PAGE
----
RE: [Jersey] JAX-RS == REST? Or not? (was Re: [Jersey] What HATEOAS actually means)

From: Markus Karg <>
Date: Wed, 17 Feb 2010 21:02:34 +0100

> > * My generic client will be embedded in scripts (or possibly, thanks
> to a
> > Java API, in Java code). The script allows me to define a workflow.
> The
> > workflow might cover lots of different services and can be Groovy,
> Bash,
> > Java, whatever. The knowledge about the workflow is solely in the
> script.
> > The client has no knowledge about anything but http and REST. The
> script has
> > no knowledge about http but solely about the workflow, MIME content
> and
> > URIs. Just as I can use cURL in a bash script to upload / download
> stuff and
> > cURL doesn't know what actually I'd like to achieve, in the same way
> will my
> > generic client be workflow-agnostic and application-agnostic, but
> still can
> > drive *any* workflow with *any* server application.
> This makes more sense. But I wouldn't call this a "generic client",
> this is just a "client framework". You're factoring out the common
> pieces that most clients would need; the actual clients are now in the
> scripts that have domain knowledge about the problem you're trying to
> solve.

Actually it is not a framework! Really think it as a browser that is driven
by a human. BUT there is no human but some script that clicks the mouse and
scans the content for links. So it is nothing else but a hyper-generic
scriptable browser that actually does not show anything on the screen but
gets triggered by the script and answers to the script. Cannot see any part
of the definition of a framework here.

In fact I won't call a workflow a "client" as it is just a sequence of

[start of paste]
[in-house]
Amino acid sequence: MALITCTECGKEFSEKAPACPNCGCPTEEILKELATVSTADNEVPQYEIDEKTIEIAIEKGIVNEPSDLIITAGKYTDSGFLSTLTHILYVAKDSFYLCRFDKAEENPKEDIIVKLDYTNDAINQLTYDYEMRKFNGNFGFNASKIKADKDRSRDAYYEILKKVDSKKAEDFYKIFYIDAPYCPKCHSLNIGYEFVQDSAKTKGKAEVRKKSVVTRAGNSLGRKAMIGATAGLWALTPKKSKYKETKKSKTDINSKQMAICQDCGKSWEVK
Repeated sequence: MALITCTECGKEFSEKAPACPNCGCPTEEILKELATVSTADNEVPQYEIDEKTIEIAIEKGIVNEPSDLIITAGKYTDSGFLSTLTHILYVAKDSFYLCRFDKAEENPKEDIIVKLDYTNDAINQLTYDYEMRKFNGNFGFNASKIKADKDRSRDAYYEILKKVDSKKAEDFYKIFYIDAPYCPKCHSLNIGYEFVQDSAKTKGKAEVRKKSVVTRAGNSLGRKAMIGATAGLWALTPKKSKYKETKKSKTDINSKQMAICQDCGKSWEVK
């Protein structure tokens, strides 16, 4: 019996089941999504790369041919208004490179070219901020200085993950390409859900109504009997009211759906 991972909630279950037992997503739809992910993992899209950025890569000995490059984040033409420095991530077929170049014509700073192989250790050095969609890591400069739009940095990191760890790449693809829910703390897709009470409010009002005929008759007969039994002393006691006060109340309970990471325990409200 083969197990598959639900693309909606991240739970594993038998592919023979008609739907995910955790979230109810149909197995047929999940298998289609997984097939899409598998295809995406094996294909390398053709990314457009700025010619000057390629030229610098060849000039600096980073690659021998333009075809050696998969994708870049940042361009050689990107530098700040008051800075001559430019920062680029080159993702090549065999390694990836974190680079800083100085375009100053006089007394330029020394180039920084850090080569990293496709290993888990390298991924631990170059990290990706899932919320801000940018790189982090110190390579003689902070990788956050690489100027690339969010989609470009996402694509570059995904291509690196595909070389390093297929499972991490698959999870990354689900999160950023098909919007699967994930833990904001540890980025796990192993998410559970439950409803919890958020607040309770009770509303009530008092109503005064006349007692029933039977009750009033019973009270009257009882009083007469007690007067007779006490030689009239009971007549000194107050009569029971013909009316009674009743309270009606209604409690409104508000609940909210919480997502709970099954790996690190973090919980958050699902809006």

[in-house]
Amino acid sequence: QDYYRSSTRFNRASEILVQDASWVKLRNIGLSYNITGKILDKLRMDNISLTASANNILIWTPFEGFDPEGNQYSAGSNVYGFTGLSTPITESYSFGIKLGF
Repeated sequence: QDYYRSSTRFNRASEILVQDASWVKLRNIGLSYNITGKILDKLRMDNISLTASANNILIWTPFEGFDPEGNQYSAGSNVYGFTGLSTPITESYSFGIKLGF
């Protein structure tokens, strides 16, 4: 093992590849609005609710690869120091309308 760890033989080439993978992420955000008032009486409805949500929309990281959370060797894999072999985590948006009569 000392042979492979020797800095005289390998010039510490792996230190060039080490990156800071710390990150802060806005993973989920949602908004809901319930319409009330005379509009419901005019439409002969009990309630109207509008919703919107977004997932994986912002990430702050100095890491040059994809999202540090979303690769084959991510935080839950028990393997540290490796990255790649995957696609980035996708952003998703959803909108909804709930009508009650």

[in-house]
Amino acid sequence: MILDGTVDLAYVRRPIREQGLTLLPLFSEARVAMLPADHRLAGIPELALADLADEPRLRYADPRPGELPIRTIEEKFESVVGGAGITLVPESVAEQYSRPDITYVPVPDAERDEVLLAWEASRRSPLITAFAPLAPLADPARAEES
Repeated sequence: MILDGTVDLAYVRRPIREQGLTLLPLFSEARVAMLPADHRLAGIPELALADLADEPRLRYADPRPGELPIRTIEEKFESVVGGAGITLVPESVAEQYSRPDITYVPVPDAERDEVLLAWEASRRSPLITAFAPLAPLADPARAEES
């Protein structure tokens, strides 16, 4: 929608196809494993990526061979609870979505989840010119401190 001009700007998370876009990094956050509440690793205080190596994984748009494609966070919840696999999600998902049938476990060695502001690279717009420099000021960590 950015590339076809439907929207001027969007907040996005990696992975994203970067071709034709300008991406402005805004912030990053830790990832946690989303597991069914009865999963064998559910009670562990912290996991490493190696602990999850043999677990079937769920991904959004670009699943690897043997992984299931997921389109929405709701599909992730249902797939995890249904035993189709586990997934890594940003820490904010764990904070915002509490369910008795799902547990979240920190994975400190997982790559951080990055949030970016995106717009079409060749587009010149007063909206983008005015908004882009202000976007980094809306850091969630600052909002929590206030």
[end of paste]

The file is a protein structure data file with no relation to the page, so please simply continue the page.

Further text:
logic, while in the sense of C/S still the generic client is the client to
the JAX-RS server. I just replace the wetware by scripts. In your
understanding the client won't be the browser but the human would be, what
is incorrect: Even if I am the person clicking the mouse, the client still
is not me but the browser.

Anyways, you understood my idea, the rest is kind of definition of wording.

> There may be a difference in what gets factored out, but
> architecturally, I don't see any difference with the existing
> frameworks (whether the common components are factored out in an
> executable, a library, or whatever is just an implementation detail
> IMO).

The difference is that I *do not* write a framework. My generic client could
be downloaded and used exactly just you download firefox or opera, with the
sole difference that my client has no window to render HTML but an API for
scripting. This is a huge difference to the existing frameworks, since those
target in writing a client. Mine is targeting in a ready-to-use application
that is scriptable.